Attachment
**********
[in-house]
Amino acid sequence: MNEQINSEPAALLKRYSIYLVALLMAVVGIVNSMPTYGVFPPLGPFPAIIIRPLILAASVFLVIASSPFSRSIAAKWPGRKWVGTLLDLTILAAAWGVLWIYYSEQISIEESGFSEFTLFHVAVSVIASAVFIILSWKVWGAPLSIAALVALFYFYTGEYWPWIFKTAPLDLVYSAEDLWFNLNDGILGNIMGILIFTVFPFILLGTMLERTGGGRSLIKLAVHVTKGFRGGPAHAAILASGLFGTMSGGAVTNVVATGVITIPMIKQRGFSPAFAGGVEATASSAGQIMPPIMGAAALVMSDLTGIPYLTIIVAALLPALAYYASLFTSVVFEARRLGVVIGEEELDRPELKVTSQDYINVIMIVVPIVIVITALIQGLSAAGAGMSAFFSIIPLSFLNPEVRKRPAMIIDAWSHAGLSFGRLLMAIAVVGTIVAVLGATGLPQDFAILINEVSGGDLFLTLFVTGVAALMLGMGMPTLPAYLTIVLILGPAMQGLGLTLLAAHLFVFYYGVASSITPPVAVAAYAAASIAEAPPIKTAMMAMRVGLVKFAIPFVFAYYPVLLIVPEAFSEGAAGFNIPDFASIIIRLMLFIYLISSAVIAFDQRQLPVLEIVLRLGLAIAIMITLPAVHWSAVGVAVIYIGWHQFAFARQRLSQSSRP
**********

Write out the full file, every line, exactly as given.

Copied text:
[in-house]
Amino acid sequence: MNEQINSEPAALLKRYSIYLVALLMAVVGIVNSMPTYGVFPPLGPFPAIIIRPLILAASVFLVIASSPFSRSIAAKWPGRKWVGTLLDLTILAAAWGVLWIYYSEQISIEESGFSEFTLFHVAVSVIASAVFIILSWKVWGAPLSIAALVALFYFYTGEYWPWIFKTAPLDLVYSAEDLWFNLNDGILGNIMGILIFTVFPFILLGTMLERTGGGRSLIKLAVHVTKGFRGGPAHAAILASGLFGTMSGGAVTNVVATGVITIPMIKQRGFSPAFAGGVEATASSAGQIMPPIMGAAALVMSDLTGIPYLTIIVAALLPALAYYASLFTSVVFEARRLGVVIGEEELDRPELKVTSQDYINVIMIVVPIVIVITALIQGLSAAGAGMSAFFSIIPLSFLNPEVRKRPAMIIDAWSHAGLSFGRLLMAIAVVGTIVAVLGATGLPQDFAILINEVSGGDLFLTLFVTGVAALMLGMGMPTLPAYLTIVLILGPAMQGLGLTLLAAHLFVFYYGVASSITPPVAVAAYAAASIAEAPPIKTAMMAMRVGLVKFAIPFVFAYYPVLLIVPEAFSEGAAGFNIPDFASIIIRLMLFIYLISSAVIAFDQRQLPVLEIVLRLGLAIAIMITLPAVHWSAVGVAVIYIGWHQFAFARQRLSQSSRP